What is making me happy this week? Sometimes you have to acknowledge that you have written about something, but someone else has written about it better. Now, you can read my review of the very strange TV adaptation of the novel "The Time Traveler's Wife," which follows the not-very-well-regarded film adaptation. But I also really have to recommend that you read the review by friend of the show Kathryn VanArendonk in Vulture, which is called "A Warning From The Future About The Time Traveler's Wife." Kathryn found a way to incorporate time travel into her review of "The Time Traveler's Wife." She speaks to herself as a critic starting the show. She receives dispatches from herself having watched the entire show. She also speaks to herself in 2010 for a few reasons. It is a wonderful conceit. It is a delightful way to approach this show. And I am always here for an inventive, vivacious way of reviewing not-good television. So I cannot recommend the show, "The Time Traveler's Wife," but I do recommend the review, "A Warning From The Future About The Time Traveler's Wife." It is a pure delight. That is what is making me happy this week.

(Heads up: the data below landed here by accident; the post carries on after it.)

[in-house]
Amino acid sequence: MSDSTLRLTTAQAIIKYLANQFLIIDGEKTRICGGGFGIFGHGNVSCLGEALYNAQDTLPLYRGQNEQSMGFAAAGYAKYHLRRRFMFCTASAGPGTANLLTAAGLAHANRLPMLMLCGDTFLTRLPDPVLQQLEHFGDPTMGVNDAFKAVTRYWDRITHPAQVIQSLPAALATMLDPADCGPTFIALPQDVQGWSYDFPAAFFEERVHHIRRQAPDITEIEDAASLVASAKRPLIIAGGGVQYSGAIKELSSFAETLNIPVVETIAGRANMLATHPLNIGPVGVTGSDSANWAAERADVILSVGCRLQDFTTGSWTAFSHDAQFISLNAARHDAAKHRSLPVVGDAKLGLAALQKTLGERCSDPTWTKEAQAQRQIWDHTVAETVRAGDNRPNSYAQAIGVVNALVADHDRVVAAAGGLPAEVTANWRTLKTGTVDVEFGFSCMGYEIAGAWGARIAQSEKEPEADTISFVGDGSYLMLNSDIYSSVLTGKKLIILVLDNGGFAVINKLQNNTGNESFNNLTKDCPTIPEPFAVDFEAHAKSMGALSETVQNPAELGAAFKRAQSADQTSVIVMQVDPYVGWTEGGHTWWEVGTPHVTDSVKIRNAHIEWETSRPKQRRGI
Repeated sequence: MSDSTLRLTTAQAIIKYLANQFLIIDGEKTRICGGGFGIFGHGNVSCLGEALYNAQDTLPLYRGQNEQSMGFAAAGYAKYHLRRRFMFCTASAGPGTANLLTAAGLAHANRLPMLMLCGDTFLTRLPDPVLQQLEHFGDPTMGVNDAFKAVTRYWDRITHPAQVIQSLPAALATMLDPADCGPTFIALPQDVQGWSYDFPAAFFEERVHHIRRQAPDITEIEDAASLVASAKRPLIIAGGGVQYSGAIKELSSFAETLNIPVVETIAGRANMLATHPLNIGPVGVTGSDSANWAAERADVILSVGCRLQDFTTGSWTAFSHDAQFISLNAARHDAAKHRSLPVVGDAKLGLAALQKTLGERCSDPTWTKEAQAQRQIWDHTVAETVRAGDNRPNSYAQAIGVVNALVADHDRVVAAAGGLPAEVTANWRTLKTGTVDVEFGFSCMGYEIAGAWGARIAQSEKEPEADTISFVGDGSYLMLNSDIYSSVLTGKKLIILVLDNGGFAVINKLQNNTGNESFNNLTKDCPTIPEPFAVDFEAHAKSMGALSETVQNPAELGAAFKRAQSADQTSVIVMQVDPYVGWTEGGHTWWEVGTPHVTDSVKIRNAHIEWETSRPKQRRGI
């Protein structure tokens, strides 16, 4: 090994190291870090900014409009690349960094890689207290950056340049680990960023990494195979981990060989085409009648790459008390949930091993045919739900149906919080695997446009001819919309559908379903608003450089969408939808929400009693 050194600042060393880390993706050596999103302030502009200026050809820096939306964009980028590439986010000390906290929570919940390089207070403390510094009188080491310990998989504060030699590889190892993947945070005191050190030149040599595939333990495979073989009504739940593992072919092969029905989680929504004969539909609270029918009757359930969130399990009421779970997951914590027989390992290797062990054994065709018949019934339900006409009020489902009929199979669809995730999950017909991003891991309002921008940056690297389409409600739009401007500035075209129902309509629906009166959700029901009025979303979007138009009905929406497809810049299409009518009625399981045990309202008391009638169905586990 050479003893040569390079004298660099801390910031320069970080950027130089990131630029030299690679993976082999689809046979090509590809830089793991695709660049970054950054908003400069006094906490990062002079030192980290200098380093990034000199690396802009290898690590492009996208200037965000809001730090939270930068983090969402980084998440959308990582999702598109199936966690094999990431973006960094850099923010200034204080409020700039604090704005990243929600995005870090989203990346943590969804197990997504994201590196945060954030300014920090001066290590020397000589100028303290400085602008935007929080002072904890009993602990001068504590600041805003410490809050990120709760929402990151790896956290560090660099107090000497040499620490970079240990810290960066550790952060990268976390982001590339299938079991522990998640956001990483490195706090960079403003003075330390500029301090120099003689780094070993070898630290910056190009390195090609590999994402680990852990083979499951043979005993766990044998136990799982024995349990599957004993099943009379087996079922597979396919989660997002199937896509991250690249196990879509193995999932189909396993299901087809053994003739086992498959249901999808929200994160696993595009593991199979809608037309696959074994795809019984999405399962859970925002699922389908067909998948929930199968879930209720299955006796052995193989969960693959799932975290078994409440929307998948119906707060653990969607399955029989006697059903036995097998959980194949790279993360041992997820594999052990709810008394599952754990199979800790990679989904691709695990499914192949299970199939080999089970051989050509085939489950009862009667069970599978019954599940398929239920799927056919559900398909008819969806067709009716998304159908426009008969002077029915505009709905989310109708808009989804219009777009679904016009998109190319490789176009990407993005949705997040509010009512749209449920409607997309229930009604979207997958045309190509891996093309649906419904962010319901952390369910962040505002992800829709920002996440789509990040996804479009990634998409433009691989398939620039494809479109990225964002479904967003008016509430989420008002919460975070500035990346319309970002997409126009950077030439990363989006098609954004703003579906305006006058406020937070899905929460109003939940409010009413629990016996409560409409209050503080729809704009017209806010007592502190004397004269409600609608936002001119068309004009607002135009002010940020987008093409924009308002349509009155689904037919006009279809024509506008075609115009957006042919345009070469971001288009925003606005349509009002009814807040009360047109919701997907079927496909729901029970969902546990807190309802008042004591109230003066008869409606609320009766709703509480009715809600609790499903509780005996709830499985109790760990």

If you want links for what we recommended, plus some more recommendations, sign up for our newsletter at npr.org/popculturenewsletter. That brings us to the end of our show. Glen Weldon, Tobin Low - thanks to both of you guys for being here.

WELDON: Thank you.

LOW: Thank you.

HOLMES: This episode was produced by Candice Lim and edited by Mike Katzif. Hello Come In provides the music you're bobbing your head to right now. Thanks for listening to POP CULTURE HAPPY HOUR from NPR. I'm Linda Holmes, and we'll see you all next week when we will be talking about some of our favorite books about identity and culture from last year.